SkiVT Blog/

Winter Storm Bruce puts an exclamation point on 'Snowvember' for Vermont ski areas

A skier at Magic Mountain enjoys a healthy helping of fresh snow in the aftermath of Winter Storm Bruce (Courtesy Magic Mountain)
Skiers and riders at Stratton Mountain Resort had 40 open trails to choose from after Winter Storm Bruce roared through (Courtesy Stratton Mountain Resort).
Smugglers' Notch Resort saw its November snowfall total increase to more than six and a half feet thanks to Winter Storm Bruce (Courtesy Smugglers' Notch Resort).
Winter Storm Bruce left Sugarbush Resort with abundant natural snow in play all over the mountain (Courtesy Sugarbush resort).
Face Shots were on the menu after Winter Storm Bruce allowed Mad River Glen to reopen Thursday (Courtesy Mad River Glen).
A snowboarder rejoices at the 22 inches of fresh snow dumped on Mount Snow Resort by Winter Storm Bruce (Courtesy Mount Snow Resort).

Winter Storm Bruce finally released its grip on Vermont on Thursday – but only after dumping up to several feet of fresh snow on the state’s ski areas in an exclamation point on a “Snowvember” for the ages.

Smugglers’ Notch Resort was the recipient of 28 inches of snow from Bruce, bringing its base depth to a whopping 86 inches and setting the stage for summit-to-base adventure on Madonna Mountain, Sterling Mountain and Morse Highlands.

“Having top-to-bottom skiing and riding on all three mountains allows us to truly appeal to all ages and abilities,” said Mike Chait, public relations director at Smugglers’ Notch. “Families will be thrilled to come up to Smugglers’ this weekend and experience all this early season snow.”

Mad River Glen received 34 inches of snow at upper elevations, prompting management – which had planned to suspend operations during the week and reopen for the weekend – to open back up on Wednesday instead, with every vertical foot of its skiable terrain in play.

“We went from closed to 100-percent open overnight,” said Marketing Director Eric Friedman.

Two feet of snow landed on Magic Mountain, prompting owner Geoff Hatheway to make a similar call to reopen Thursday rather than wait for the weekend.

“We opened with 100 percent of our trails and glades open,” Hatheway said, calling it a “great start to the year” that began with his ski area’s earliest opening day ever on Nov. 24.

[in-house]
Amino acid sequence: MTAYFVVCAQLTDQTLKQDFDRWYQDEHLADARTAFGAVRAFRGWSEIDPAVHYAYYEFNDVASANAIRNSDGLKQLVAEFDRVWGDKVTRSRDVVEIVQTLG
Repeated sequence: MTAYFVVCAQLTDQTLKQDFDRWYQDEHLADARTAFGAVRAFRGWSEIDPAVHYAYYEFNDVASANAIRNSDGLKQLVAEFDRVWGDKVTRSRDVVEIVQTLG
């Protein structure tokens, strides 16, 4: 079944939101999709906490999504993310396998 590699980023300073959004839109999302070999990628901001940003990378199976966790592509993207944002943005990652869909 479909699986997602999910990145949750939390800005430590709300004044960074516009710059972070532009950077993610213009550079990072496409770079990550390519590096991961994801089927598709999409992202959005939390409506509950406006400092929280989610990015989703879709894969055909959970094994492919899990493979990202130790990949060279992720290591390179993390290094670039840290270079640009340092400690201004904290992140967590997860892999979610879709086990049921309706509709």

Stratton Mountain Resort measured more than two feet of fresh snow from the storm, which helped add a dozen trails to its lineup to bring it to 40 – including glades Shredwood Forest, Diamond in the Rough, Emerald Forest and Daniel’s Web.

“That’s more than double the number of trails we had at this time last year, and who remembers skiing and riding the glades in November?” said Myra Foster, senior manager of marketing and communications at Stratton.

Twenty-two inches was the magic number at Mount Snow Resort. Communications Manager Jamie Storrs said the bountiful fresh snow “helped us jump our trail count up to 39 trails, with more ropes set to drop for the weekend.”

Two feet of fresh snow brought Sugarbush Resort’s total for November to 51 inches – which Communications Supervisor John Bleh said was Top 5 all-time for the month in the resort’s history.

“Thanks to the snowfall we were able to open an all-natural Stein’s Run, natural snow terrain everywhere we are running lifts and hiking access to Castlerock – all the earliest in recent memory,” Bleh said.

Killington Resort was buried in 26 inches of fresh snow, boosting its open trail count from 36 trails before the storm to 62 after. Communications and Social Media Manager Courtney DiFiore said the resort expected to have more than 90 trails open for the upcoming weekend.

Jay Peak on Thursday reported up to 22 inches of new snow over the previous 48 hours and announced plans to spin its Tram and Bonaventure Quad on Saturday, servicing 100 percent open terrain.

Okemo Mountain Resort reported a total of 23 inches from Bruce, while Stowe Mountain Resort received 21 inches.

Check out Ski Vermont’s Conditions Page for snow totals and open trail counts at alpine and cross country ski areas across the state.

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